Technology paves new way towards correct Filipino

MANILA – Is it ‘imahe’ or ‘imahen?’ ‘Dyaryo’ or ‘diyaryo?’

Komisyon sa Wikang Filipino (KWF) is developing a software that aims to help address misspelling of words in Filipino, the country’s national language.

Targeted for launching in 2018, KWF’s first spellchecker software will operate much like Microsoft Word’s own by alerting people about wrong spelling of Filipino words they type on computers and providing the correct spelling for these.

“It’s part of our campaign to promote use of Filipino,” said KWF language researcher Jeslie del Ayre who’s involved in development of the software.

She said KWF targets making such software available to the public for free.

“We also plan installing the software in national and local government offices nationwide for use in respective official communication, transactions and correspondence,” she noted.

EO 335 series of 1988 enjoins all government offices nationwide to take steps that’ll enhance use of Filipino in such undertakings.

“Intensified use of Filipino language in official transactions,
communications and correspondence in government offices will hasten greater understanding and appreciation among the people of government programs, projects and activities throughout the country, thereby serving as an instruments of unity and peace for national progress,”
notes EO 335.

Such EO supports the 1987 Constitution which set Filipino as the Philippines’ national language.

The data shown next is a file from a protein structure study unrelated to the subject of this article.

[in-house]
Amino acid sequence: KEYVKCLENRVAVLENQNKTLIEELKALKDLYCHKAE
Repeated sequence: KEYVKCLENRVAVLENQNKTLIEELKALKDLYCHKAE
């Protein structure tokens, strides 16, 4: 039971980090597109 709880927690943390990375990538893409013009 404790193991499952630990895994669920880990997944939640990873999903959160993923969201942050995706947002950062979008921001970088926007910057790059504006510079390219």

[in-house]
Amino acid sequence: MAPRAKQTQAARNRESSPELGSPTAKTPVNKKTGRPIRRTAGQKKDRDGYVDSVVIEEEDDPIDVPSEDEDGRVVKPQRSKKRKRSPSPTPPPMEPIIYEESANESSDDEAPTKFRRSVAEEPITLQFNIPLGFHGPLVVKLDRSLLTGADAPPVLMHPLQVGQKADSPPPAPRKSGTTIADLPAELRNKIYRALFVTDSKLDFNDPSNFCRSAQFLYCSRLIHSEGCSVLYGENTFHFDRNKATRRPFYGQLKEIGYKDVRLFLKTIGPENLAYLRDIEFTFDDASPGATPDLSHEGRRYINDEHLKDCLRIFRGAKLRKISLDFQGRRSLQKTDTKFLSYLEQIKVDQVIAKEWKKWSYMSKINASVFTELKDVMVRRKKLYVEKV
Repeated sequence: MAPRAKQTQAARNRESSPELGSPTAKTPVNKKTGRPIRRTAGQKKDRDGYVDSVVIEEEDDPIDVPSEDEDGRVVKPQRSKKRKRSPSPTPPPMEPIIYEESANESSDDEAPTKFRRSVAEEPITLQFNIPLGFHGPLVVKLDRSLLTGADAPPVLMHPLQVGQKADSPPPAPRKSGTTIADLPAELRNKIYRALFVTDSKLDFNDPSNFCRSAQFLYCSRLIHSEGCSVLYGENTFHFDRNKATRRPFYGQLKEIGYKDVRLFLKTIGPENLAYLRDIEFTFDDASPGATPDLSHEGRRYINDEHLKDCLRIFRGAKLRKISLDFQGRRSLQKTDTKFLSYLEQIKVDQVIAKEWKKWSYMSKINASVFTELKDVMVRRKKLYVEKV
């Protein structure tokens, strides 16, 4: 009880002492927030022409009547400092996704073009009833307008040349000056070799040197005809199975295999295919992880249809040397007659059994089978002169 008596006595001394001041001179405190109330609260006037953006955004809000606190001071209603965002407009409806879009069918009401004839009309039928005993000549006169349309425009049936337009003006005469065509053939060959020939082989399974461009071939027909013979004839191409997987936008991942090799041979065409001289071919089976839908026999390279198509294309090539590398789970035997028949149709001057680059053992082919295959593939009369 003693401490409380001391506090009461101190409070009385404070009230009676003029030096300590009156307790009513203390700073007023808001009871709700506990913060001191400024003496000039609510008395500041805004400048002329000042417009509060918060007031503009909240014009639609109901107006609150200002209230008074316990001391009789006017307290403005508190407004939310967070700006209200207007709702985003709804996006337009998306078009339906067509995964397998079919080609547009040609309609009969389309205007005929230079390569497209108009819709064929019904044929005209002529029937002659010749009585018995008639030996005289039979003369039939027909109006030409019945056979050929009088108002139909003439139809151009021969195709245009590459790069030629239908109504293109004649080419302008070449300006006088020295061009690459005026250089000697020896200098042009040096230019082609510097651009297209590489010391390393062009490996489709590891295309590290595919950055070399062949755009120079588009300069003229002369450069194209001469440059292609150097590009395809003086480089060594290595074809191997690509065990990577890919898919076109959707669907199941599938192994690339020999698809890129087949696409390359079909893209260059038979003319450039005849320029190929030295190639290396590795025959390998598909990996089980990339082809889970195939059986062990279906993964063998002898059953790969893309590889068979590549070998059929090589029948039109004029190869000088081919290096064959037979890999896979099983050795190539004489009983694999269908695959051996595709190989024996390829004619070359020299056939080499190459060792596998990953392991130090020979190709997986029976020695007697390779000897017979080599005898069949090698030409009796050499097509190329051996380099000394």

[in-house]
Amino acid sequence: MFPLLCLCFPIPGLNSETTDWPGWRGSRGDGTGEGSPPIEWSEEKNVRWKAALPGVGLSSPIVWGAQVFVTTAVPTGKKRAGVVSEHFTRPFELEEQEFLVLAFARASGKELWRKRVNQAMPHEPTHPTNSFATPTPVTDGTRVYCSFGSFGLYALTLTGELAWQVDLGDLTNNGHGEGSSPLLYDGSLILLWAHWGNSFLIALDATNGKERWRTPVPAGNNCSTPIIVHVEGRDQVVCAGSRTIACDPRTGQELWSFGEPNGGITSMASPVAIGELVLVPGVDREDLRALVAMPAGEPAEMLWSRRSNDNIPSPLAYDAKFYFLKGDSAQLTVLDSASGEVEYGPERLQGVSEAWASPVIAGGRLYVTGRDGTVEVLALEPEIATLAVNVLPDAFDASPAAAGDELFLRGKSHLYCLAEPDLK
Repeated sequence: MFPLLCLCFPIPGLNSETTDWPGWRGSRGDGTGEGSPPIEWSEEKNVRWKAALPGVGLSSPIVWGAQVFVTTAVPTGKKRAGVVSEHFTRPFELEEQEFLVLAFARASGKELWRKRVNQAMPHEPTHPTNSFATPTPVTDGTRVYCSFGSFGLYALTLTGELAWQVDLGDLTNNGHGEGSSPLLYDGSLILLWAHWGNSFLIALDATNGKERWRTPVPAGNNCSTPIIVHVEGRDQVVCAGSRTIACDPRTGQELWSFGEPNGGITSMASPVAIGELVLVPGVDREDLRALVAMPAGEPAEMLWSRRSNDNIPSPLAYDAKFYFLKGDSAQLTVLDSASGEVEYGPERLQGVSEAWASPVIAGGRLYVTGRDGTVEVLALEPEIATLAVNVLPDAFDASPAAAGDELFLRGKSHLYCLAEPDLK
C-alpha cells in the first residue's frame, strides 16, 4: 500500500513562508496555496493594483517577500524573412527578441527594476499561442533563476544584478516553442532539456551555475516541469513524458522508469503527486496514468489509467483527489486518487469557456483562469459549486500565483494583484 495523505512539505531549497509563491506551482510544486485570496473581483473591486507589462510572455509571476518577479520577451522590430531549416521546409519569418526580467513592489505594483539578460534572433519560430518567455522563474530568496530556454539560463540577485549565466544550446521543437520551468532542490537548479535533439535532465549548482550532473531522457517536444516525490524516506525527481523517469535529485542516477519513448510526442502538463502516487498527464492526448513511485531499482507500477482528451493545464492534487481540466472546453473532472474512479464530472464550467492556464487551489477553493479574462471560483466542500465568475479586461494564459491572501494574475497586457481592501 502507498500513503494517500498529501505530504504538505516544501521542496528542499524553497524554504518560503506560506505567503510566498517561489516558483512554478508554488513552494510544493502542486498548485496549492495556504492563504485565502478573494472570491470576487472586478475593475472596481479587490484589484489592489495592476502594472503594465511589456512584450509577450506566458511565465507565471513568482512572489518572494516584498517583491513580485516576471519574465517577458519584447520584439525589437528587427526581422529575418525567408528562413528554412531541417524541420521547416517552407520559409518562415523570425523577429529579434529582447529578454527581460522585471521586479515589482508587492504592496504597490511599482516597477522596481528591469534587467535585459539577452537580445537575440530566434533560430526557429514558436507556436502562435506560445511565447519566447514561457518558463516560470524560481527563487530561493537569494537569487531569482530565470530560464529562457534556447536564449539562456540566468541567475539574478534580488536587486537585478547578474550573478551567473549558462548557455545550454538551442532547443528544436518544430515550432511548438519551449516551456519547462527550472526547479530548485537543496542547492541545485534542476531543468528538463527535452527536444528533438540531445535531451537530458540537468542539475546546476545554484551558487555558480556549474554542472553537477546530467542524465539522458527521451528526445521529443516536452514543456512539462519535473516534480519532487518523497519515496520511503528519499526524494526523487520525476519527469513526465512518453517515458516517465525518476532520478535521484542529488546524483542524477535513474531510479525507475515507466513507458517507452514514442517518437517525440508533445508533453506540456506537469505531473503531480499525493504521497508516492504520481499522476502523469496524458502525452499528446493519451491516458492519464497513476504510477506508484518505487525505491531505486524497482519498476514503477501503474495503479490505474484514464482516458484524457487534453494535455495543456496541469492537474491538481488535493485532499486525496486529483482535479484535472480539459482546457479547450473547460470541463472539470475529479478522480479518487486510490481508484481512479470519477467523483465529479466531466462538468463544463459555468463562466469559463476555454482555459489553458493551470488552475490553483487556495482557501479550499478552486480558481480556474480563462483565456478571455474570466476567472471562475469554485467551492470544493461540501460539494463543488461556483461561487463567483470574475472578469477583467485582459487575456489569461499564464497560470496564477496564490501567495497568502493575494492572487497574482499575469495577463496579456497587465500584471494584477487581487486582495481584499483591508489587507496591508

“Subject to provisions of law and as the Congress may deem appropriate, the Government shall take steps to initiate and sustain the use of Filipino as a medium of official communication and as language of instruction in the educational system,” the Constitution also read.

According to del Ayre, the spellchecker software is based on KWF’s orthographic rules for the Filipino language.

She said KWF already has a prototype of the software.
“We’re testing that prototype to improve it further,” she said.

Orthographic rules for the Filipino language underwent reforms over the years, noted KWF.

The latest reforms are included in ‘Ortograpiyang Pambansa’ which KWF published in 2013.

Orthography is an important tool for effectively teaching correct writing and reading in Filipino, KWF said.

Del Ayre said programmers from National University offered helping KWF develop a spellchecker software for Filipino.

They proposed the matter to KWF, she noted.

“It’s KWF’s mandate to promote Filipino and other Philippine languages so our agency accepted their proposal,” she said.

KWF continues exploring ways of further carrying out such mandate, she clarified, however.

Among KWF’s activities is translating various reading materials into Filipino and other languages in the country.
Several previous KWF-led fora highlighted Filipino’s versatility by featuring experts who use this language when teaching technical subjects related to their fields.
Those fields include medicine, engineering and information technology, noted KWF.
KWF continues urging the academe to increasingly use Filipino and other local languages nationwide, believing doing so will help improve the learning process.
Earlier, KWF identified the Philippines’ eight major languages as Bikol, Ilokano, Hiligaynon, Pampanggo, Pangasinan, Sebwano, Tagalog and Waray.

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